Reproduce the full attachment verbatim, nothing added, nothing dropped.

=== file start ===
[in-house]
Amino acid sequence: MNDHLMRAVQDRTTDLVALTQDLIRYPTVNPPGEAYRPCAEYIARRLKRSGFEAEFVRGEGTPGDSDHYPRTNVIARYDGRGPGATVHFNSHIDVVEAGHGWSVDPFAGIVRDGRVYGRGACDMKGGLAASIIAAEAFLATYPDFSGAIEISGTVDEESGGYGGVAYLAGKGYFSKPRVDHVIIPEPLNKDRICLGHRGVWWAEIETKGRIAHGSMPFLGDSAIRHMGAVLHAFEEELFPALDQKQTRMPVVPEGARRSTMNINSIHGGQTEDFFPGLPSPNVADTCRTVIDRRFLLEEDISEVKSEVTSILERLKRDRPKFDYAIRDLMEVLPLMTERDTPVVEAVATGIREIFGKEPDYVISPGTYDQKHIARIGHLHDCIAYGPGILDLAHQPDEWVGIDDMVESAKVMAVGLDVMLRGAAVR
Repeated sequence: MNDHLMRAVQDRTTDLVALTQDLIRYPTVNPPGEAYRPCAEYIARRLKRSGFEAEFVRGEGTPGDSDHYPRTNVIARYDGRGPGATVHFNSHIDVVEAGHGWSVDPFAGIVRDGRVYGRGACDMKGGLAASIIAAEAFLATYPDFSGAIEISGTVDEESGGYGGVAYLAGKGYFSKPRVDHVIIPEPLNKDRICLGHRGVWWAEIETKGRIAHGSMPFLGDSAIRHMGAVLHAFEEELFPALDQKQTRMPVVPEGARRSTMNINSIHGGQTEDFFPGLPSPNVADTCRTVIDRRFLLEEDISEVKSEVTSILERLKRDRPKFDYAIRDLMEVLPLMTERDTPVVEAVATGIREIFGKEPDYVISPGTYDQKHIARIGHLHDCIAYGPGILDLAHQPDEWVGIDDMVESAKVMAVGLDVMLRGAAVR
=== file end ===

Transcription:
[in-house]
Amino acid sequence: MNDHLMRAVQDRTTDLVALTQDLIRYPTVNPPGEAYRPCAEYIARRLKRSGFEAEFVRGEGTPGDSDHYPRTNVIARYDGRGPGATVHFNSHIDVVEAGHGWSVDPFAGIVRDGRVYGRGACDMKGGLAASIIAAEAFLATYPDFSGAIEISGTVDEESGGYGGVAYLAGKGYFSKPRVDHVIIPEPLNKDRICLGHRGVWWAEIETKGRIAHGSMPFLGDSAIRHMGAVLHAFEEELFPALDQKQTRMPVVPEGARRSTMNINSIHGGQTEDFFPGLPSPNVADTCRTVIDRRFLLEEDISEVKSEVTSILERLKRDRPKFDYAIRDLMEVLPLMTERDTPVVEAVATGIREIFGKEPDYVISPGTYDQKHIARIGHLHDCIAYGPGILDLAHQPDEWVGIDDMVESAKVMAVGLDVMLRGAAVR
Repeated sequence: MNDHLMRAVQDRTTDLVALTQDLIRYPTVNPPGEAYRPCAEYIARRLKRSGFEAEFVRGEGTPGDSDHYPRTNVIARYDGRGPGATVHFNSHIDVVEAGHGWSVDPFAGIVRDGRVYGRGACDMKGGLAASIIAAEAFLATYPDFSGAIEISGTVDEESGGYGGVAYLAGKGYFSKPRVDHVIIPEPLNKDRICLGHRGVWWAEIETKGRIAHGSMPFLGDSAIRHMGAVLHAFEEELFPALDQKQTRMPVVPEGARRSTMNINSIHGGQTEDFFPGLPSPNVADTCRTVIDRRFLLEEDISEVKSEVTSILERLKRDRPKFDYAIRDLMEVLPLMTERDTPVVEAVATGIREIFGKEPDYVISPGTYDQKHIARIGHLHDCIAYGPGILDLAHQPDEWVGIDDMVESAKVMAVGLDVMLRGAAVR